There Once Was A Man Called Pjotr Sapegin
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Adapting his stage experience, Sapegin creates some stunning noirish chiaroscuro lit backgrounds that seem taken from a Hitchcock or Orson Welles film. Combined with Randall Myers noir tinged score, the backgrounds add a playful and ironic atmosphere of tension and uncertainty.

Perversity aside, One Day a Man Bought a House is a tale of misunderstanding. Sapegin slams conventions and expectations turning the inappropriate or unnatural into new possibilities. Not that I suggest that we all run out and start humping animals, but instead we should look beneath the surface and embrace the film as a light tale that questions our perceptions. Things we take for granted should not be taken for granted.

The Saltmill is a tale based on a misunderstanding, which leads a young man to discover his independence.

Sapegin worked on One Day and The Saltmill concurrently. Once again, bills were outstanding. "It was such a bad day and I said, 'Fuck a duck, we have to do once more like we did on Mons,' four weeks later everybody got paid, and we just kept rolling. So that's how it started, as usual." Once again, Sapegin returned to a folk tale for his story source. The script was written by Studio Magica colleague, Lars Tommerbakke, but both he and Sapegin worked on the story together. On one level, The Saltmill is a tale about how the sea became salted, but deeper still it is about the accidental discovery of independence and identity. In a small town, all the salt is owned by a greedy old man. The Sea has no salt. The town has no salt. A young man digs for salt everyday. He is a 'yes' man who works only for a sandwich...unsalted of course. While digging the man discovers a cave and within it a salt troll. The man trades his sandwich to the troll for control of the salt. The man hastens immediately to the local tavern and offers the patrons salt for their fish and chips. Still being the 'yes' man, the idiot savant gives the rich man all of the salt and tells him the secret to owning the mill. The greedy man sets sail in a boat, says the magic words and drowns in the sea as the salt pours into his boat.

Sapegin finds folk tales a challenge to work with because they are constructed on different moral issues, so they must be twisted around. "If you really look at folk tales, they are completely pre-Christian, they came from pre-moral time, and to tell the story which will communicate with our society, you cannot just tell the folk tale because people will get absolutely confused with what you are actually saying." By altering the ending of the film, The Saltmill, like One Day, became a tale based on misunderstanding. The young man in Saltmill finds his independence completely by accident and despite his utter stupidity. In Sapegin's surreal fairy tale world, there are no grand gestures, no mythical heroes, no profound logic, only everymen who, like Beckett characters inadvertently bump into solutions.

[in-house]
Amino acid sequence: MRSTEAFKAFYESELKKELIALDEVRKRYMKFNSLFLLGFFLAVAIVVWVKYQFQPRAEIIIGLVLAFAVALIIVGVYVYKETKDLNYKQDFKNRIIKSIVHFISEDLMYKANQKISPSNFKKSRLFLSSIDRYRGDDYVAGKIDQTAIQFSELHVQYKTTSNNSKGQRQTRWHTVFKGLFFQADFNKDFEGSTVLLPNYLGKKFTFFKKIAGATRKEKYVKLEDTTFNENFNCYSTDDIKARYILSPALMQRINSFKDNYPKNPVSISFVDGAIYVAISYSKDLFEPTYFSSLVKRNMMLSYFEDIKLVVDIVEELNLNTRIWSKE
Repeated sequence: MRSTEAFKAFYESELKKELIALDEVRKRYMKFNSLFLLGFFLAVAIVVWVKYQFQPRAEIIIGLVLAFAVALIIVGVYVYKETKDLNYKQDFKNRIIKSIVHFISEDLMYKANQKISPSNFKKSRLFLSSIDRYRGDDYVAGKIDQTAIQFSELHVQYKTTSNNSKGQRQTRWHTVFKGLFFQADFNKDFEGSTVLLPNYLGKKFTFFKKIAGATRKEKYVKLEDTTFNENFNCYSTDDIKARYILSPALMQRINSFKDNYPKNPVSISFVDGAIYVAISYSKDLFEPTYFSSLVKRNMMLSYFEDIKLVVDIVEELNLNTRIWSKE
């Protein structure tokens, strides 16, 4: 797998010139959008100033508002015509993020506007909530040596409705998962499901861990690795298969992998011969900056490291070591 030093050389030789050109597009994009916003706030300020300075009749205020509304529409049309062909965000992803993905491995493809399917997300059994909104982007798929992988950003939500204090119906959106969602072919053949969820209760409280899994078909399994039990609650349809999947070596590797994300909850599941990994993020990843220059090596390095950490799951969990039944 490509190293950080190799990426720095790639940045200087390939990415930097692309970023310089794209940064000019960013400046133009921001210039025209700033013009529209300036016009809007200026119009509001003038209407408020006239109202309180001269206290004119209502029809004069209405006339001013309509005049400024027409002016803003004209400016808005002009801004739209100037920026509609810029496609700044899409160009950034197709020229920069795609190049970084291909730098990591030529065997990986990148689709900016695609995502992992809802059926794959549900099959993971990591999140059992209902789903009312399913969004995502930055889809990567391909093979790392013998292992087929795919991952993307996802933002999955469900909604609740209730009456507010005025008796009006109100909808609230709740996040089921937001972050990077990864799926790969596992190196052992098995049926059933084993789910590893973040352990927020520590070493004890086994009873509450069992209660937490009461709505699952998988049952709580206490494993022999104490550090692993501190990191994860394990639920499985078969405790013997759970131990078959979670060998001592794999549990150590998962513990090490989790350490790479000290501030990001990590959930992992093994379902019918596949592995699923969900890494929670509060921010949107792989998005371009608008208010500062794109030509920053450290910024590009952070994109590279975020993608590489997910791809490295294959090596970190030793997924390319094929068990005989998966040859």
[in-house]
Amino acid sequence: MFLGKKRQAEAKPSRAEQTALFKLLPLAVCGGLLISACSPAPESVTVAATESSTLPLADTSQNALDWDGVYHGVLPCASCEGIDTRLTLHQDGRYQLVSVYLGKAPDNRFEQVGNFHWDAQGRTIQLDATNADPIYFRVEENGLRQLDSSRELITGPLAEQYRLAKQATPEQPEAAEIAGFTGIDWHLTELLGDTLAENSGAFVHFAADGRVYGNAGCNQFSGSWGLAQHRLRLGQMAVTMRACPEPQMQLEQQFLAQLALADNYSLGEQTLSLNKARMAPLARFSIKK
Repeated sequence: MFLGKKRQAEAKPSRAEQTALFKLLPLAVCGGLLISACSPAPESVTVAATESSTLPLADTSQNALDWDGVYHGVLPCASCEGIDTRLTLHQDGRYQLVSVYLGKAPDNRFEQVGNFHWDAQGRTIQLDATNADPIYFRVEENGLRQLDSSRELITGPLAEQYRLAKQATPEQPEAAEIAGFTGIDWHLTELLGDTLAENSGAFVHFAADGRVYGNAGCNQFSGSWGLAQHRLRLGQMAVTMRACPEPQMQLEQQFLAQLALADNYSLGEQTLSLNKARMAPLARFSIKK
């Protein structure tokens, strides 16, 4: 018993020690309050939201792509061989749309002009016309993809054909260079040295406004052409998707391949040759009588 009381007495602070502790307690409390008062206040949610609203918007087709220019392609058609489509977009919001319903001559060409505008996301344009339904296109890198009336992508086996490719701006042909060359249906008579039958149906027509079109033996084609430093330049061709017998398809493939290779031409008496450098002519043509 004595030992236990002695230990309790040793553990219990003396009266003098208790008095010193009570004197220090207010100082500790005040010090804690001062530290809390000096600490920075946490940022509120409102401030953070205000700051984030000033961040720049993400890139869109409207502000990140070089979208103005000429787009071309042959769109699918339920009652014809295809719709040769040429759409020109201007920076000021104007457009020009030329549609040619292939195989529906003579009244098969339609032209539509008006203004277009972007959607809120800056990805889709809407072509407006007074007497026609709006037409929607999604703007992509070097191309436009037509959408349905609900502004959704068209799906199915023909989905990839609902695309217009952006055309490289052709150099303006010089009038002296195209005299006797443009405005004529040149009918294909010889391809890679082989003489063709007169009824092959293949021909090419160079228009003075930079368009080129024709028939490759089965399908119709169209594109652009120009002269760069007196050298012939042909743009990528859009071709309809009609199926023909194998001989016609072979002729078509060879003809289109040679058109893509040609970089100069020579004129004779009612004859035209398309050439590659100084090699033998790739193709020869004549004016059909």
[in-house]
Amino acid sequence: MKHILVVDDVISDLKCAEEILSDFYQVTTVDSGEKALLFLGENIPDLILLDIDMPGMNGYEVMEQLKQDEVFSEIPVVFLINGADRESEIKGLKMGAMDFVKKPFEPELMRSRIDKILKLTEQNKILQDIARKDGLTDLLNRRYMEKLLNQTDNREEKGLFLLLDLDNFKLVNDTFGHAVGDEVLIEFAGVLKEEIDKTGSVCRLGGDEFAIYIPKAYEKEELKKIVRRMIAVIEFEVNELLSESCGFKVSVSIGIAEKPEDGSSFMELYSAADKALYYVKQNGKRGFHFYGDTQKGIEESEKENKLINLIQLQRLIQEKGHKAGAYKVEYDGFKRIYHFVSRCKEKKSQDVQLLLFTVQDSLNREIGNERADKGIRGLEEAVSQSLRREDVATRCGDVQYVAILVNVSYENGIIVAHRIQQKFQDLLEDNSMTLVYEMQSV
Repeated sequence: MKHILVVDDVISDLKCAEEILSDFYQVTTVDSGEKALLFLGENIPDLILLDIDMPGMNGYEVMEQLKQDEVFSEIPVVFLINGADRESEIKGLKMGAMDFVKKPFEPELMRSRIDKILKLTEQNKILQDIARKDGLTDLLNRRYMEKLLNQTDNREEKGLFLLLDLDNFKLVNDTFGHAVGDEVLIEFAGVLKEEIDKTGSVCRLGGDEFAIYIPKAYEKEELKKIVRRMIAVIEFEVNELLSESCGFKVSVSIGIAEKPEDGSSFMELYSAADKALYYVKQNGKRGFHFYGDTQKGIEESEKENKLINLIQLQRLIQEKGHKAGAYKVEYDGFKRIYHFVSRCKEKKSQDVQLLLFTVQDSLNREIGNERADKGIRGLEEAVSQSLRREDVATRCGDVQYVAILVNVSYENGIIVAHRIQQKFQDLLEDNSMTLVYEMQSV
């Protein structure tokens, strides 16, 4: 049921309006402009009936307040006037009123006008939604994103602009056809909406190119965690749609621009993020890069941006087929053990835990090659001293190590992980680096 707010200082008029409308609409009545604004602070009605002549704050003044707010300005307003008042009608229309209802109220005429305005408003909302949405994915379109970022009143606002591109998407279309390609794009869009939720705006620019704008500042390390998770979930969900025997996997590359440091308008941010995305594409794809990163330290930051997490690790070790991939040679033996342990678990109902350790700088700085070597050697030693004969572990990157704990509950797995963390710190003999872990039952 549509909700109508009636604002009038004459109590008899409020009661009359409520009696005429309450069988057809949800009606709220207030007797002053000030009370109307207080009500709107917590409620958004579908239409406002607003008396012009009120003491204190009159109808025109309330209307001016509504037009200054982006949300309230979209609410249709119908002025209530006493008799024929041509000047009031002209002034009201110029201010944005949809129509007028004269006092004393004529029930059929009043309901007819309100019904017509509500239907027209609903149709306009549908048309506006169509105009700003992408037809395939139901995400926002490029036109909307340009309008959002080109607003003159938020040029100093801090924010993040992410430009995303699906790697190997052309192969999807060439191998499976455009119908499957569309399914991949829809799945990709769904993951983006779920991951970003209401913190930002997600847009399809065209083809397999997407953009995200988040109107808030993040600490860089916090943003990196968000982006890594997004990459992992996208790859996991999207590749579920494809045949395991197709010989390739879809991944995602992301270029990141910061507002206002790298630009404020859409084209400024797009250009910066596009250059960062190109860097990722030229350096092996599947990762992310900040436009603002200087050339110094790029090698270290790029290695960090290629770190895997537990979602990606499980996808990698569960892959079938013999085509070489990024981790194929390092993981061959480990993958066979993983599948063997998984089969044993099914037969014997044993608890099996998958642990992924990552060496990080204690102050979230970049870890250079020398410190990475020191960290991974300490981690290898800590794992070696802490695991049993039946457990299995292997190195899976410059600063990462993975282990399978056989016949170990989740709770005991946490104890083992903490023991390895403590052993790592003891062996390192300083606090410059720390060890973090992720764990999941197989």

In the Corner of the World -- Sapegin's animated film based on Shakespeare's sonata number 18.

Another New Beginning
Sapegin recently left Studio Magica, a studio he co-founded upon arriving in Norway, with to form Zoofilm. "It became a little boring and I felt we were moving towards different cities. We had a big studio. It became a bit heavy and I also want to work with experimental things and they want me to do television series." Zoofilm was formed in May 1999 with two other partners who, surprisingly, are not animation people. "I have to prove to them that this genre can exist next to live-action. I have to prove that I'm capable of doing things and it's basically great."

The first Zoofilm project, In the Corner of the World, is a short Shakespeare "pick-up" film. In the Corner returns to the style of Edvard using clay characters on a manipulated live-action background. The concept behind In the Corner was to give back the original meaning to Shakespeare's poetry which for all its high brow reception, was basically written to score with chicks. "In the Corner of the World was an extreme experiment. It came from an idea after I saw Shakespeare In Love, which I liked very much and everybody else hated it absolutely, my partners hated it, my son hated it also, because it was wimpy. I thought it was great."


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